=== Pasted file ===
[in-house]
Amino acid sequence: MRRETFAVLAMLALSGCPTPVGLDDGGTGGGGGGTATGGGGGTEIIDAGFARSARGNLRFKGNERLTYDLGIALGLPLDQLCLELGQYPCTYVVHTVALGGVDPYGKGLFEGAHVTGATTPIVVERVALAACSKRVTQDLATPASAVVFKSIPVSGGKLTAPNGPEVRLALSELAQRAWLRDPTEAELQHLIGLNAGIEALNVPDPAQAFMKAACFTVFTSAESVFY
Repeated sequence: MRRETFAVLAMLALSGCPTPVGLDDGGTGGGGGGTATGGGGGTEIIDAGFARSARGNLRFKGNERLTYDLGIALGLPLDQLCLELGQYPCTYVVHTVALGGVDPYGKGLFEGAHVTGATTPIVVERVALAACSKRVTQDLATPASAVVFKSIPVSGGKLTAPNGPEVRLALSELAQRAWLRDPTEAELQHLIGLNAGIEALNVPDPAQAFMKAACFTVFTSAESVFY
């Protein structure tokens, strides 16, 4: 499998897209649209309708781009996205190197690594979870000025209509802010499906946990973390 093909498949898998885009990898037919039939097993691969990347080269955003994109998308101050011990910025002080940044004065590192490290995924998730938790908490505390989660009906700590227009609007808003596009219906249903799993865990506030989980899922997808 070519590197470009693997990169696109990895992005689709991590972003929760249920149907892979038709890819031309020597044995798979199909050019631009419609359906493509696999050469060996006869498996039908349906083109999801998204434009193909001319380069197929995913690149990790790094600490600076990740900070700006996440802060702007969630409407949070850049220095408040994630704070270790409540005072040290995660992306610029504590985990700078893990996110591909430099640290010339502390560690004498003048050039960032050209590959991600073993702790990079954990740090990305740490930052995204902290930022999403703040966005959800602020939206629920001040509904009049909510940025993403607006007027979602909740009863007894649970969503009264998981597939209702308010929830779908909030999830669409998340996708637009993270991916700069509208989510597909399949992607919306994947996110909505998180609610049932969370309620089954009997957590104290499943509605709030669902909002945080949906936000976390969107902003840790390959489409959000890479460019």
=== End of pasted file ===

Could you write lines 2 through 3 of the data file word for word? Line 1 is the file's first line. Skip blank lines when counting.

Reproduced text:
Amino acid sequence: MRRETFAVLAMLALSGCPTPVGLDDGGTGGGGGGTATGGGGGTEIIDAGFARSARGNLRFKGNERLTYDLGIALGLPLDQLCLELGQYPCTYVVHTVALGGVDPYGKGLFEGAHVTGATTPIVVERVALAACSKRVTQDLATPASAVVFKSIPVSGGKLTAPNGPEVRLALSELAQRAWLRDPTEAELQHLIGLNAGIEALNVPDPAQAFMKAACFTVFTSAESVFY
Repeated sequence: MRRETFAVLAMLALSGCPTPVGLDDGGTGGGGGGTATGGGGGTEIIDAGFARSARGNLRFKGNERLTYDLGIALGLPLDQLCLELGQYPCTYVVHTVALGGVDPYGKGLFEGAHVTGATTPIVVERVALAACSKRVTQDLATPASAVVFKSIPVSGGKLTAPNGPEVRLALSELAQRAWLRDPTEAELQHLIGLNAGIEALNVPDPAQAFMKAACFTVFTSAESVFY